Wineke: Roger Olsen lived Christianity

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MADISON, Wis. — If you were to Google the name “Roger Olsen” you would turn up two or three entries, one of them noting he was pastor of Grace Church in New Glarus and the other announcing he was speaking at another church.

If all you had to go on was Google, you could be forgiven for thinking Olsen wasn’t much of a character.

You could be forgiven, but you would be wrong. Roger, who died of cancer Thursday morning at age 74, was one of the best-loved pastors in Southern Wisconsin. He began his career in 1970 as assistant pastor at Bethesda Church in Madison, spent a number of years as a pastor at the Madison Gospel Tabernacle (now Lake City Church) and, in 1993, agreed to take on a tiny and almost dying congregation in New Glarus.

Grace Church met – and meets – in a former Buick sales agency and garage. Although it is now the largest congregation in the village it retains its store-front ambiance. Roger worked at a folding table in the lobby, offered candies, pastry and coffee to anyone who walked in the door.

I knew him for almost 50 years and I don’t recall ever seeing him dressed in anything other than a plaid flannel shirt and slacks.

I have to say, Roger and I didn’t agree on much of anything. We didn’t agree on theology. He said he believed every word of the Bible, “even the maps.” My theology tends to be more liberal.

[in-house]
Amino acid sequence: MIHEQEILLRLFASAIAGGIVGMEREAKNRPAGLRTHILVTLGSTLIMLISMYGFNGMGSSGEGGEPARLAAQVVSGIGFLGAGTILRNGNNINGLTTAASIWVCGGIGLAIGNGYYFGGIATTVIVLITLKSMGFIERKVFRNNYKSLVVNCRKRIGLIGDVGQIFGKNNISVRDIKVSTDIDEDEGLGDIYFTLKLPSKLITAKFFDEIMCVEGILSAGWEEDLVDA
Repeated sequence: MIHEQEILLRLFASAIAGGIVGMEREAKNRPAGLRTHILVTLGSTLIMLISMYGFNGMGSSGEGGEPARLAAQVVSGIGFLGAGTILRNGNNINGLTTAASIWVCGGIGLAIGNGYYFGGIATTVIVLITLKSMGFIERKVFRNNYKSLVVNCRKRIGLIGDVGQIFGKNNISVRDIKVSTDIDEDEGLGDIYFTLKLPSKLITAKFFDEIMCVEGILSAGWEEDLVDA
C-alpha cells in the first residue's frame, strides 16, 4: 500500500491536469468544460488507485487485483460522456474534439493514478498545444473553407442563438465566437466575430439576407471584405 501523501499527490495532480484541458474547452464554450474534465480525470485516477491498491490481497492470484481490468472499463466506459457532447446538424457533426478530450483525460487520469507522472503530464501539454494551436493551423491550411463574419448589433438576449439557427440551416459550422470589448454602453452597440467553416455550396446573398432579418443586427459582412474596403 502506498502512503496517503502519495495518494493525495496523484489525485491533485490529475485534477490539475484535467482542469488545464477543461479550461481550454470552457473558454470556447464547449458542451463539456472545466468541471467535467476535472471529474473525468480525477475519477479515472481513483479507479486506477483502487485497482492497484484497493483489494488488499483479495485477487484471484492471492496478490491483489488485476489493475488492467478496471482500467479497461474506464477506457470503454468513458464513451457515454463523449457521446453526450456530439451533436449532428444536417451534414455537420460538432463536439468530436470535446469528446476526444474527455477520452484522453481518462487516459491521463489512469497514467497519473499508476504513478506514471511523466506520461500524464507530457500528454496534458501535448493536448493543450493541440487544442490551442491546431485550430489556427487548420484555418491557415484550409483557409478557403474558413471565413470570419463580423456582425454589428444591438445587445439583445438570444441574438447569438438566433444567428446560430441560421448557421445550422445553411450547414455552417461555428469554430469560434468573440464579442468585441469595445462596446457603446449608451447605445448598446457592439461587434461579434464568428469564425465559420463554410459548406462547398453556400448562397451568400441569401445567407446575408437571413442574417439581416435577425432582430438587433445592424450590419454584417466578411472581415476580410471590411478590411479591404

We most certainly didn’t agree on politics. The advent of social media did little to mellow our disagreements. Well, it exacerbated those disagreements. About the only thing we did agree on his that his wife, Sandra, whom he married in 1965, is a far better person than either of us.

But, we were friends. We liked one another.

I can’t speak to why Roger liked me. I can speak to one reason I liked Roger: He lived out his faith like few others I have ever encountered.

If you encountered Roger and you needed help, you got help. Period. He loved to share his faith, but he never insisted those in need agree before he lent a hand. He helped people buy food, buy gas, pay their rents. He gave second chances and third chances.

There were those of us who disagreed with Roger’s politics and with the way he understood the Bible. No one would ever question the sincerity of his faith or with the humility of his spirit.

He was a charismatic guy. Had he wished to be pastor of a bigger church with a bigger salary, he would have found no shortage of churches who would want him. Had he desired to build a fancy church on the hills surrounding New Glarus (Grace Church, because of its origins, was often called the “Taj Garage”), his congregation would have built it.

He didn’t want that. He liked working in his storefront temple where children trooped in after school to get candy and where poor people felt welcome.

Entries in Google don’t always tell you much about a man.